Saturday, August 29, 2020

Sept 1 I've given her all she's got Captain

When I think ahead to the 2021 crop year for Brazilian farmer, I cannot help but think of Scotty in an old Star Trek episode: "I've given her all she's got Captain." 

I must say I am most impressed with Brazil ports this past season. They pumped out 70 mmt of soybeans in record time- even with Covid.

The Northern Arc ports keep taking market share from the south. 

Rumo rail is dropping their freight rates for 2021 and 2022. This is giving grain traders some help with locking in margins selling corn and soy ahead for 2021 and 2022. 

Soybean and corn demand is red hot. This past week we have seen new record high prices for both corn and soybeans. This took place while Conab found extra tons from the last few years- even the drought year was bigger than we expected. 2021 we will blow the bin doors out with photon torpedos loaded with soy. 

I get asked questions from non-subscribers as to why? how ? what are the factors for this fantastic Brazilian profitability. Subscribers have been well versed on this the past couple years as I broadcast on all channels regarding FX and BRL above 4:1. The CME no longer matters when FX is 4.50:1, 5.0:1 or 5.50: 1. 

This is not just a language barrier. This is not a Lost in Translation movie. To understand this, I have come to the conclusion that the North American onlooker needs to understand not only Portuguese and Madarin, but also Klingon. 

I say this facetiously with a twinkle in my eye. 

We have seen a dollar rally in soybeans recently. We are above 9 bucks again. I think we have turned the corner from this long term downtrend in soybeans. However, with soybeans trading R$ 130 per sac(old crop), R$ 100 per sac (new crop), and corn R$ 50 (old crop) and R$ 40+ for new crop in Mato Grosso and Parana, I feel like I am on the Halo-deck. What soy and corn fantasy can I create today?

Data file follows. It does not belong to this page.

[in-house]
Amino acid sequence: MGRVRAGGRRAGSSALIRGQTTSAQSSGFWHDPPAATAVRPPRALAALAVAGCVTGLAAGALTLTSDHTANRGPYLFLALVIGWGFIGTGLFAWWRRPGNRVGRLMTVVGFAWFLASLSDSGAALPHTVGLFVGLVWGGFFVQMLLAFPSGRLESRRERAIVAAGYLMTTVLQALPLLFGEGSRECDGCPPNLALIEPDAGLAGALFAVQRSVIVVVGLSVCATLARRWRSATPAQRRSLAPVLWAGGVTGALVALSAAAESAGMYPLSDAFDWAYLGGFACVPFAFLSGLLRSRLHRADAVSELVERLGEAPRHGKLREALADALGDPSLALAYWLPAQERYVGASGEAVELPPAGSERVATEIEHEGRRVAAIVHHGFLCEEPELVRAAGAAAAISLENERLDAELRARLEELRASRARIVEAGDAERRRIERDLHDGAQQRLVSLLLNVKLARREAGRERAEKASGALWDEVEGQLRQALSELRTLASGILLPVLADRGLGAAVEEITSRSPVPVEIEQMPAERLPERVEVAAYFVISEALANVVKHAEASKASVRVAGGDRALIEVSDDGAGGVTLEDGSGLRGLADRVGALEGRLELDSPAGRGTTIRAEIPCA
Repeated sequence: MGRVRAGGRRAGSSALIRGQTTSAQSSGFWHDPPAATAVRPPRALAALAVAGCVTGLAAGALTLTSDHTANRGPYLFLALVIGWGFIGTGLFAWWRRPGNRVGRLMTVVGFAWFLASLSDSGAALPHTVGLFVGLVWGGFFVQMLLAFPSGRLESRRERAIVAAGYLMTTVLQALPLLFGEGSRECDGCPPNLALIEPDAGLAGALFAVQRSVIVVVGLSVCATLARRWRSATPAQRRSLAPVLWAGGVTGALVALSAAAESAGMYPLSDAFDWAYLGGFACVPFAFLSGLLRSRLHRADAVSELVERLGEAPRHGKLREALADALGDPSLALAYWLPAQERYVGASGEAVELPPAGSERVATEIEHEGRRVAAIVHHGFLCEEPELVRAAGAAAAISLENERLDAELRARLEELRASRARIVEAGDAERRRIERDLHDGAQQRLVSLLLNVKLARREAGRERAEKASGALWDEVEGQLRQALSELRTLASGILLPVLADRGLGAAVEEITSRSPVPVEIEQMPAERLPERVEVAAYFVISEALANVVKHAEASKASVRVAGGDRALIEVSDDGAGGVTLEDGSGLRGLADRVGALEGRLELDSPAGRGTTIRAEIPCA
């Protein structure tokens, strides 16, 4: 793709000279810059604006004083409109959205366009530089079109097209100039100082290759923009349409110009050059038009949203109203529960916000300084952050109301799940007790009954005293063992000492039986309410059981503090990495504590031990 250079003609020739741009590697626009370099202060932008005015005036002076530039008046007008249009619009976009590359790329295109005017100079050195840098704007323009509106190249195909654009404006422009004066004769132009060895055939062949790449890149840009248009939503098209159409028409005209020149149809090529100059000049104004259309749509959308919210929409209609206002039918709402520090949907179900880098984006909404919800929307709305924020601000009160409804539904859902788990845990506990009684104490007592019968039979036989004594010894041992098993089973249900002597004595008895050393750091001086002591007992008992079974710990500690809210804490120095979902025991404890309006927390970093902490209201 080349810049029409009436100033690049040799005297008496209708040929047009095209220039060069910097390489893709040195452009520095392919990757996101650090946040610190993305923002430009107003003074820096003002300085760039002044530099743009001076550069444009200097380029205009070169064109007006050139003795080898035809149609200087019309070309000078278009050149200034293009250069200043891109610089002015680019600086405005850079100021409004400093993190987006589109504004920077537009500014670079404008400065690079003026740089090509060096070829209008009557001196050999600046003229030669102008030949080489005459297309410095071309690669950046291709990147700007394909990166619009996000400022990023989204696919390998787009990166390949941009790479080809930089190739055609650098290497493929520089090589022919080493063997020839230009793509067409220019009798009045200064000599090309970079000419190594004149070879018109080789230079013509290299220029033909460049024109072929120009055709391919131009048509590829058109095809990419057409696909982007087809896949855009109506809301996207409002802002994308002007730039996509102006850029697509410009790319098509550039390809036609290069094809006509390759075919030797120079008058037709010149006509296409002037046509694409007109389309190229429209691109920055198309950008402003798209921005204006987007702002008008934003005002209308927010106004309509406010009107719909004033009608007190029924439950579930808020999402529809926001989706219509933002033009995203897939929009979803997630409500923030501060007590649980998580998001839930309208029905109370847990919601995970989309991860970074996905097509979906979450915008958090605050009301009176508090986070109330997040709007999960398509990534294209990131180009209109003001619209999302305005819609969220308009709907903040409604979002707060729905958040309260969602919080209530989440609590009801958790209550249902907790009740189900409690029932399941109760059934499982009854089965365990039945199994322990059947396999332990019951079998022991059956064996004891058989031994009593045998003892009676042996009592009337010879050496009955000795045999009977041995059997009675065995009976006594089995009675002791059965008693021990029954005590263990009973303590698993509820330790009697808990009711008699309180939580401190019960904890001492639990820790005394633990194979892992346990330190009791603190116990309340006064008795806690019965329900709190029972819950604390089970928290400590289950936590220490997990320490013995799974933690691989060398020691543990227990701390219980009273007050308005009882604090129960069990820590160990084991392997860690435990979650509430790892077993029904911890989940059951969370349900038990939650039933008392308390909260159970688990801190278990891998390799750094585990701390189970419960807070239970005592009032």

For the Brazil farmer, it feels like 2012 or 2013 did for the USA farmer without the drought. It feels like they are selling 7+ dollar corn and 16 dollar beans. With the help of FX, i.e. strong Chinese Yuan and cheap BRL, they can still compete with USA looking two years out. The only limiting factor is not enough production. Prior to the Iowa wind storm, the USA farmer was looking at a different Halo-deck experience. Brazil remains competitive in dollar terms. 

Brazil farmer has costs under control for 2021. However, these FX costs will come into play in 2022 for crop inputs and machinery pieces that are imported.

It all seems so surreal. With only minor crop production problems in Parana and RGDS, how can domestic markets be at record highs?

In conclusion, as I try to explain this to clients and possible new clients, I feel that not only am I translating Portuguese to English, but at times it seems other worldly. It seems like USA farmer is in one solar system and the Brazilians are in another. I will let the reader decide who the Klingons are? I could make a good case for both given the last few years politics. 

One needs to contemplate as to when the Klingons will decloak? At some point the Federation might have a brief moment to gain some market share? Change in FX? Natural disaster? Change in admin? Inflation and commodity fund interest given the trillions injected by Fedpedos?

Is it too precocious of me to sign off as the Soy Jedi Master? Or is that too much of a leap? Too much of a juxtaposition for the reader to handle?

Good Luck with harvest

Good luck with planting- It will begin in a few days

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Closing thought: At what point does one acquire enough wealth that one can trade in his Tri-axle struggle bus for a single axle? 

Keywords: Brazil soy and corn 2021, Record high prices, BRL, USA/BR ag econ comp, hidden fundamental changes to the market